Get well soon, Eric Fisher.
You too, Jeff Allen.
Preseason — especially the first two weeks of the preseason — is a dance of mixing and matching, getting the bottom half of the roster some work while keeping the top half of it loose. Whether by design or necessity, you try things out.
And so we plead to Kansas City Chiefs coach Andy Reid: Please — please, Big Red, for the love of poutine — try to avoid the combo of Laurent Duvernay-Tardif and Paul Fanaika as your starting right guard and right tackle, respectively.
At least, in a game that counts. Merci. Merci, merci, merci.
Injuries forced the Chiefs to improvise on the offensive line Friday night in the preseason home opener, with the tackles who’d started the week before, Fisher on the left side (sprained ankle), Allen on the right (sprained knee), unavailable. Against the Seahawks, Reid slotted Donald Stephenson at left tackle, Ben Grubbs at left guard, Mitch Morse at center, and a right side that featured Duvernay-Tardif, a second year Canadian, and Fanaika — who’d rarely, if ever, played tackle on an NFL stage before.
“Of course, it’s not the easiest thing,” Duvernay-Tardif said after the Chiefs’ 14-13 victory that pushed the club to 2-0 in the preseason. “But at the same time, that’s what a good offensive line does, is be able to play with anybody.”
Big Red rolled the dice with 79-66-61-76-74. A winning lottery ticket, it wasn’t.
Seattle was always going to be a rough test of a transitional pocket, but Alex Smith’s happy feet and uneasy looks were evident from the start. Captured in isolation, things sometimes came off even worse. Fanaika, a 29-year-old vet making his home Chiefs debut, often found himself getting pushed back by Seahawks starters in the trenches, especially on stretch plays. With 7:48 left in the third quarter and a 3rd-and-14 screen, Jamaal Charles squirted free and appeared to have a wall, but Duvernay-Tardif, making his first NFL start, somehow juked into 25’s way, stopping the Pro Bowl back before he could really get going in what became a 3-yard gain.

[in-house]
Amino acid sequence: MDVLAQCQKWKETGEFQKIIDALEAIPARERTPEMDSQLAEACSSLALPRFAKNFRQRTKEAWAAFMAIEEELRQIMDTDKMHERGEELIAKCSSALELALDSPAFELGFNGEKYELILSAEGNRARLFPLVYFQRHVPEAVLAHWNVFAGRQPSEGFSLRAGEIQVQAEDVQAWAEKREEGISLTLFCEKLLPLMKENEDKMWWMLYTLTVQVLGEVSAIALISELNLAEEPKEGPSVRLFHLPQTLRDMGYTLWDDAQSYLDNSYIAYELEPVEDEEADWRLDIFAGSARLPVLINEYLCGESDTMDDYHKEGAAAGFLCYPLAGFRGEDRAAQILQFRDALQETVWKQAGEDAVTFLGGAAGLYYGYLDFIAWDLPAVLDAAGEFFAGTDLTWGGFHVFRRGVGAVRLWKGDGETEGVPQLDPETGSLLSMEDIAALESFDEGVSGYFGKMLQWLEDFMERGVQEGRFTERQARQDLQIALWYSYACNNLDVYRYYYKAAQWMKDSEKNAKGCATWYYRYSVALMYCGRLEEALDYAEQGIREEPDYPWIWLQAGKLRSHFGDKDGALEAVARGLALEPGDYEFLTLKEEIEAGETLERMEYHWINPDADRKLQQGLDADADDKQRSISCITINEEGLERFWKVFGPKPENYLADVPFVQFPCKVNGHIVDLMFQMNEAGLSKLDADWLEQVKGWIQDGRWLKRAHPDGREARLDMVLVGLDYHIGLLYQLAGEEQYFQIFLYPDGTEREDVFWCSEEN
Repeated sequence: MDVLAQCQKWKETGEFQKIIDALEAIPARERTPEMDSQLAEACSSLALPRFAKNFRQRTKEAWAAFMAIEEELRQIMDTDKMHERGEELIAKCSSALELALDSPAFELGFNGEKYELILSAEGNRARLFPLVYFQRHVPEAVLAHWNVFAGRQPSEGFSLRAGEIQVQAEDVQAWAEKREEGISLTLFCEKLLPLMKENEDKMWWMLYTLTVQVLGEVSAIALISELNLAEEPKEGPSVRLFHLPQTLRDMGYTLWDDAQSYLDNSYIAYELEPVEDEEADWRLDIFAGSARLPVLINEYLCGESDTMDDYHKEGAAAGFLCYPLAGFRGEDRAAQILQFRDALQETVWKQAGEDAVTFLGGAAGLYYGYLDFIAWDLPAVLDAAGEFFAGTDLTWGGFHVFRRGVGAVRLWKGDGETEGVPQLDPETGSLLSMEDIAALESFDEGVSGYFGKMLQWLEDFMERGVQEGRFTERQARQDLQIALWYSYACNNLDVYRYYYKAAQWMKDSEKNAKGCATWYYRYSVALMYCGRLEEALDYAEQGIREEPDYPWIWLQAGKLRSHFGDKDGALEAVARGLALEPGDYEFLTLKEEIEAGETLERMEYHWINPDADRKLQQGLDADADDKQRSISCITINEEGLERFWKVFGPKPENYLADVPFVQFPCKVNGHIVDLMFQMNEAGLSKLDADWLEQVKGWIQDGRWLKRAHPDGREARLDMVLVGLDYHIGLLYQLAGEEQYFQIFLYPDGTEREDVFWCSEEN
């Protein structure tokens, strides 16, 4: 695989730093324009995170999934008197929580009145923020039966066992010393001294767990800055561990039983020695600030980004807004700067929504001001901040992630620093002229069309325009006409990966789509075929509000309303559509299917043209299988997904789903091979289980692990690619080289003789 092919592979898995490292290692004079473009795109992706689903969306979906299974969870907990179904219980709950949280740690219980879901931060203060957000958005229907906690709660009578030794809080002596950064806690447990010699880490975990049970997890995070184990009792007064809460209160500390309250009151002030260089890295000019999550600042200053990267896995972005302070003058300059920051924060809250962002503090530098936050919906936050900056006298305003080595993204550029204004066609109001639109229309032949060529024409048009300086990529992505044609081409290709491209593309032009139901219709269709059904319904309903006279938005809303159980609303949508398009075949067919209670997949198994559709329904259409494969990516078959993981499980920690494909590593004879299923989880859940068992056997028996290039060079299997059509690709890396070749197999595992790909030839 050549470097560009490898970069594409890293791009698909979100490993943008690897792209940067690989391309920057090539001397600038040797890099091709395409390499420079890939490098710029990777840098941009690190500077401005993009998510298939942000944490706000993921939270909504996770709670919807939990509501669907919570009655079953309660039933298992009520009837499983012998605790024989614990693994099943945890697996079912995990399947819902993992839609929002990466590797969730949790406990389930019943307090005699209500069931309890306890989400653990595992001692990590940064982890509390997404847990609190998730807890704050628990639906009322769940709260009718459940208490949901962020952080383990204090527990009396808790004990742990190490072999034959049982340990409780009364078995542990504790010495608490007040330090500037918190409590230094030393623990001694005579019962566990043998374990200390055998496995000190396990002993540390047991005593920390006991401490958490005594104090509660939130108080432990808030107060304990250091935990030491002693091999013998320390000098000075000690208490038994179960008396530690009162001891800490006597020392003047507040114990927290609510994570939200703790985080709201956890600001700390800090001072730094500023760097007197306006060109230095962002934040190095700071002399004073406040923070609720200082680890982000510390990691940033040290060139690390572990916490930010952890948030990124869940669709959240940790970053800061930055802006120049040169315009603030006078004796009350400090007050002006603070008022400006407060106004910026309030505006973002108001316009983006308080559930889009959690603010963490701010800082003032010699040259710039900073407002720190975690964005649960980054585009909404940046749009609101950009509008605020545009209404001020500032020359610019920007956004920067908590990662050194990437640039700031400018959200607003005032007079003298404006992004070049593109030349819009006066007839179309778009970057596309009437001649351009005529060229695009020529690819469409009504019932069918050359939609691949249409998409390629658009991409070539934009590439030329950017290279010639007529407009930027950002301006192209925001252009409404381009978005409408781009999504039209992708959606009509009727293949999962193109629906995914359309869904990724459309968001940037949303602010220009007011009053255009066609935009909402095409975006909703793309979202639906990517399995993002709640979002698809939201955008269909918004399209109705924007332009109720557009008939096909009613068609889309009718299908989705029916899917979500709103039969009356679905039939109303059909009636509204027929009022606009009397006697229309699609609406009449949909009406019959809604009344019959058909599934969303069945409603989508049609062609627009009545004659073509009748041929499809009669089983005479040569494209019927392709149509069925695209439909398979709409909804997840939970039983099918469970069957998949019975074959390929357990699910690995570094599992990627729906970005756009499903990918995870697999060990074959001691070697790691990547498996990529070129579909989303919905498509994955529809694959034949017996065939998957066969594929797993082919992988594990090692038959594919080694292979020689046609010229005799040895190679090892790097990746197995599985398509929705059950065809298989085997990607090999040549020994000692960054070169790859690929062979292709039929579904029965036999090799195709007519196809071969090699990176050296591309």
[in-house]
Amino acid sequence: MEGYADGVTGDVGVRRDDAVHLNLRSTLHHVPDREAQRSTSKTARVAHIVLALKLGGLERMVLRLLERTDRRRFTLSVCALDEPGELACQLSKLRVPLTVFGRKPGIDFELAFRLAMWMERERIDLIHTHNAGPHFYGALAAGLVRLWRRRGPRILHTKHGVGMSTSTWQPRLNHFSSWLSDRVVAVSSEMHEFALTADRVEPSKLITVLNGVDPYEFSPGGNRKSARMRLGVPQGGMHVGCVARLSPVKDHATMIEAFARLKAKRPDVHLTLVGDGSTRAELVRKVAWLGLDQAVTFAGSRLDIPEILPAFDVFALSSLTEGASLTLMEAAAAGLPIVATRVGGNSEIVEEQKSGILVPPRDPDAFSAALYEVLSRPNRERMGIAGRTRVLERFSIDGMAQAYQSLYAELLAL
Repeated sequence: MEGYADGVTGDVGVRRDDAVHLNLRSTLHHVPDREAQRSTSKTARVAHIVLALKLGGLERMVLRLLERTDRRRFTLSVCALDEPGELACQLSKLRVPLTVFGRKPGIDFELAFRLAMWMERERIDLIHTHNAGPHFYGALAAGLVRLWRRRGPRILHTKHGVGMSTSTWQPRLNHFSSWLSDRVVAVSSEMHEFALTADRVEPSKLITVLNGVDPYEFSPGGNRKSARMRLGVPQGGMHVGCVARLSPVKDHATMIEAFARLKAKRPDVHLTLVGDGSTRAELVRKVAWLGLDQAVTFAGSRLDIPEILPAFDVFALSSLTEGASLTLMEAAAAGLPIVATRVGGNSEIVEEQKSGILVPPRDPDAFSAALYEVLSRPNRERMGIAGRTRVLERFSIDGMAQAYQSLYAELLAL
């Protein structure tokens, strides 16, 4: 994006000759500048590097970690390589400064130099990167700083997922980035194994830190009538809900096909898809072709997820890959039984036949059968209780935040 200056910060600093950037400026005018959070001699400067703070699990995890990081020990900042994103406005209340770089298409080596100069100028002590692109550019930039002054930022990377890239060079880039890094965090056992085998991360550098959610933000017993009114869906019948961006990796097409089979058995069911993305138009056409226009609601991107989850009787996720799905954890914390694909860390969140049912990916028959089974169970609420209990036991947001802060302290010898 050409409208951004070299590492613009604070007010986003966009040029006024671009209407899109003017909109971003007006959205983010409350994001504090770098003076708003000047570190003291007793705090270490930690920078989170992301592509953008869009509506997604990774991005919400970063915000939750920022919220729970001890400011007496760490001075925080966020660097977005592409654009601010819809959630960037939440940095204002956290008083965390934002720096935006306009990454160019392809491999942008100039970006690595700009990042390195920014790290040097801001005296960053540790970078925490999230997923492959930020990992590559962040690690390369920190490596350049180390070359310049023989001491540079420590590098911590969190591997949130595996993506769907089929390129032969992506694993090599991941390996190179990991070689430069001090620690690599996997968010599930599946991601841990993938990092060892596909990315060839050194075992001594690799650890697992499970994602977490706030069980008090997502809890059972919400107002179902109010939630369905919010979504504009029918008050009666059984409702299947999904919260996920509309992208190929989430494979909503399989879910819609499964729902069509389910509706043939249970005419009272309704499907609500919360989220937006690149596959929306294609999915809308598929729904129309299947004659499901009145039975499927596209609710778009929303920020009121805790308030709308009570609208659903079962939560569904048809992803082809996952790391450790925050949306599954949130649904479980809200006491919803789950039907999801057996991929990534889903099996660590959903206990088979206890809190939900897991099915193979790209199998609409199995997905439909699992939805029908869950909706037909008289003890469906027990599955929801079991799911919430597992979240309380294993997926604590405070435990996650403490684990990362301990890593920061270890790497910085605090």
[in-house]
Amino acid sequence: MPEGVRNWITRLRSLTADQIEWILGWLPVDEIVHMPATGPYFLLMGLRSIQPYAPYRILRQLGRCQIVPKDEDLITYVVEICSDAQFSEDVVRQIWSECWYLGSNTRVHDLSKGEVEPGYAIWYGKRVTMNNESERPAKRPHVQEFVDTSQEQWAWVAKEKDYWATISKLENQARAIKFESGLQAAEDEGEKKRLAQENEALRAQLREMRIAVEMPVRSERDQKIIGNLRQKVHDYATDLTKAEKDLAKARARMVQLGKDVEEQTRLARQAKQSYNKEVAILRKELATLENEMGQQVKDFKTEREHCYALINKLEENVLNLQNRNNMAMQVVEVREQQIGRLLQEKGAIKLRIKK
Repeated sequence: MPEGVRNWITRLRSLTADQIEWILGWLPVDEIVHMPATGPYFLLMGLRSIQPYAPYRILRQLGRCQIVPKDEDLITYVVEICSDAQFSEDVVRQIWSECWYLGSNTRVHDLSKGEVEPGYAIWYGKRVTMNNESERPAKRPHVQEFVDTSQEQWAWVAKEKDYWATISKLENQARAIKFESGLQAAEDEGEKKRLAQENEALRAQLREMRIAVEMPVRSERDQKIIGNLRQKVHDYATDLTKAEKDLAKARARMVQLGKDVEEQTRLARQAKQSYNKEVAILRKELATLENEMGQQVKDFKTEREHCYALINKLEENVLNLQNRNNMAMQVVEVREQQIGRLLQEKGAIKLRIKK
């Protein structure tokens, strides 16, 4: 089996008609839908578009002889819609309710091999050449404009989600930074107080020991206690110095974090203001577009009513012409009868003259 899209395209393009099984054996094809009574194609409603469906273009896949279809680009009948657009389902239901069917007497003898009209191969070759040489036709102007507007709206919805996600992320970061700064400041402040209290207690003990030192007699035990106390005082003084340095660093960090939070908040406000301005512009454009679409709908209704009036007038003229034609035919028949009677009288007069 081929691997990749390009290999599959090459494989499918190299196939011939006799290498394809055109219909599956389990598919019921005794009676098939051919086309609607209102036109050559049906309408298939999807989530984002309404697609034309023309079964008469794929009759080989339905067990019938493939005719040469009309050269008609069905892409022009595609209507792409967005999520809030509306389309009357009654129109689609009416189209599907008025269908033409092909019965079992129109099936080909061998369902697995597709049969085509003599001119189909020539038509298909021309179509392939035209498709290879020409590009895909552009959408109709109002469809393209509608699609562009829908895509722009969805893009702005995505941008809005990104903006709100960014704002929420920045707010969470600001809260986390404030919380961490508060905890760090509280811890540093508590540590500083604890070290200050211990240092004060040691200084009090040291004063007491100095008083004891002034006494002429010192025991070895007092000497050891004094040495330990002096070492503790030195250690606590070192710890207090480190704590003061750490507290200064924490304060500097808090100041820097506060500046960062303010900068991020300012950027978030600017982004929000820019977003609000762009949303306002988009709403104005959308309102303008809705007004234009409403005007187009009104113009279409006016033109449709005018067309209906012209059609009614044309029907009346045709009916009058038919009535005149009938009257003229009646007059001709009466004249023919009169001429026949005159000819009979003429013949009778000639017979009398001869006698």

During the Chiefs’ 2-minute drill to close out the half, facing a 1st-and-10 from the Seahawks’ 35 and with the hosts trailing 10-7, Duvernay-Tardif was exposed again, this time on a stunt, as end Michael Bennett got a free shot at Smith for a sack and a seven-yard loss with 24 seconds left in the quarter. Smith clocked it on second down, then chucked a prayer out just outside the end zone to cap the half.
Over the first two periods, the Chiefs’ quarterback wound up completing 11 of 18 throws for 81 yards with a touchdown to Jeremy Maclin (which rocked the house) and a pick-6 to Seahawks linebacker Bobby Wagner (which didn’t). He was also sacked twice, and of the hosts’ final 14 plays of the half, three were Smith scrambles — not designed runs, but outright scrambles, jailbreaks.
“I mean, for sure, it’s a bit different, you’re protecting a great quarterback,” Duvernay-Tardif said of his evening. “And, of course, it’s a bit more stuff (to think about). But at the same time, I try to just go one play at a time and focus on my assignments, focus on my thing. And that way, you can keep the stress level low.”
Although by halftime Friday, the stress level for Chiefs faithful was halfway to the moon, a rough lesson in what life might look like without Fisher and Allen up front. For better or worse, Smith and Reid learned it, too. The hard way.
Photos: Denny Medley & John Rieger USA Today Sports Images